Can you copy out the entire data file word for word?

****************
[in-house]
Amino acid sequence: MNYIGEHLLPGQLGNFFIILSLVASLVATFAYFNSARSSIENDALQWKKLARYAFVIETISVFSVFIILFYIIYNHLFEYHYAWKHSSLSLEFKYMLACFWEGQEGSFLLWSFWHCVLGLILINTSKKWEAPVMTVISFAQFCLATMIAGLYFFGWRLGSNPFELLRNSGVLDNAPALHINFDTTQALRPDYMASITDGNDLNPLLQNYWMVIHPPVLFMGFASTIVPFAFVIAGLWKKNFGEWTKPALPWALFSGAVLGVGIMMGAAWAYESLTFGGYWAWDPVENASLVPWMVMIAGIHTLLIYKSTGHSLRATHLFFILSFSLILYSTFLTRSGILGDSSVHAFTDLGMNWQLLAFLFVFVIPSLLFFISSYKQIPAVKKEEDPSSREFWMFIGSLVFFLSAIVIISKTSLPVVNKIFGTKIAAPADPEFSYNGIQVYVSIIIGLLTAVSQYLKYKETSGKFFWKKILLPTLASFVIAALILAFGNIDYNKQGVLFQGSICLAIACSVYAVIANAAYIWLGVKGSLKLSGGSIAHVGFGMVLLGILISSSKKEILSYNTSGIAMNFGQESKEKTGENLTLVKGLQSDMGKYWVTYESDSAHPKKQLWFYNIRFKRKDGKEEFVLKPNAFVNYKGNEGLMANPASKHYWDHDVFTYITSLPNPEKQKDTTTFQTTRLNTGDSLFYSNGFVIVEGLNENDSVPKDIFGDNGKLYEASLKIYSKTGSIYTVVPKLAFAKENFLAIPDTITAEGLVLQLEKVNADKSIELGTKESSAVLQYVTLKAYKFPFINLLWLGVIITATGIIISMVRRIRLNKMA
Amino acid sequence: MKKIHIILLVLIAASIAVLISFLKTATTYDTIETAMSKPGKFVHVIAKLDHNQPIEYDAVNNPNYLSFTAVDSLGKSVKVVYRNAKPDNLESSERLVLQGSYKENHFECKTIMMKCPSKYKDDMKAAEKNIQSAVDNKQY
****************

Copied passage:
[in-house]
Amino acid sequence: MNYIGEHLLPGQLGNFFIILSLVASLVATFAYFNSARSSIENDALQWKKLARYAFVIETISVFSVFIILFYIIYNHLFEYHYAWKHSSLSLEFKYMLACFWEGQEGSFLLWSFWHCVLGLILINTSKKWEAPVMTVISFAQFCLATMIAGLYFFGWRLGSNPFELLRNSGVLDNAPALHINFDTTQALRPDYMASITDGNDLNPLLQNYWMVIHPPVLFMGFASTIVPFAFVIAGLWKKNFGEWTKPALPWALFSGAVLGVGIMMGAAWAYESLTFGGYWAWDPVENASLVPWMVMIAGIHTLLIYKSTGHSLRATHLFFILSFSLILYSTFLTRSGILGDSSVHAFTDLGMNWQLLAFLFVFVIPSLLFFISSYKQIPAVKKEEDPSSREFWMFIGSLVFFLSAIVIISKTSLPVVNKIFGTKIAAPADPEFSYNGIQVYVSIIIGLLTAVSQYLKYKETSGKFFWKKILLPTLASFVIAALILAFGNIDYNKQGVLFQGSICLAIACSVYAVIANAAYIWLGVKGSLKLSGGSIAHVGFGMVLLGILISSSKKEILSYNTSGIAMNFGQESKEKTGENLTLVKGLQSDMGKYWVTYESDSAHPKKQLWFYNIRFKRKDGKEEFVLKPNAFVNYKGNEGLMANPASKHYWDHDVFTYITSLPNPEKQKDTTTFQTTRLNTGDSLFYSNGFVIVEGLNENDSVPKDIFGDNGKLYEASLKIYSKTGSIYTVVPKLAFAKENFLAIPDTITAEGLVLQLEKVNADKSIELGTKESSAVLQYVTLKAYKFPFINLLWLGVIITATGIIISMVRRIRLNKMA
Amino acid sequence: MKKIHIILLVLIAASIAVLISFLKTATTYDTIETAMSKPGKFVHVIAKLDHNQPIEYDAVNNPNYLSFTAVDSLGKSVKVVYRNAKPDNLESSERLVLQGSYKENHFECKTIMMKCPSKYKDDMKAAEKNIQSAVDNKQY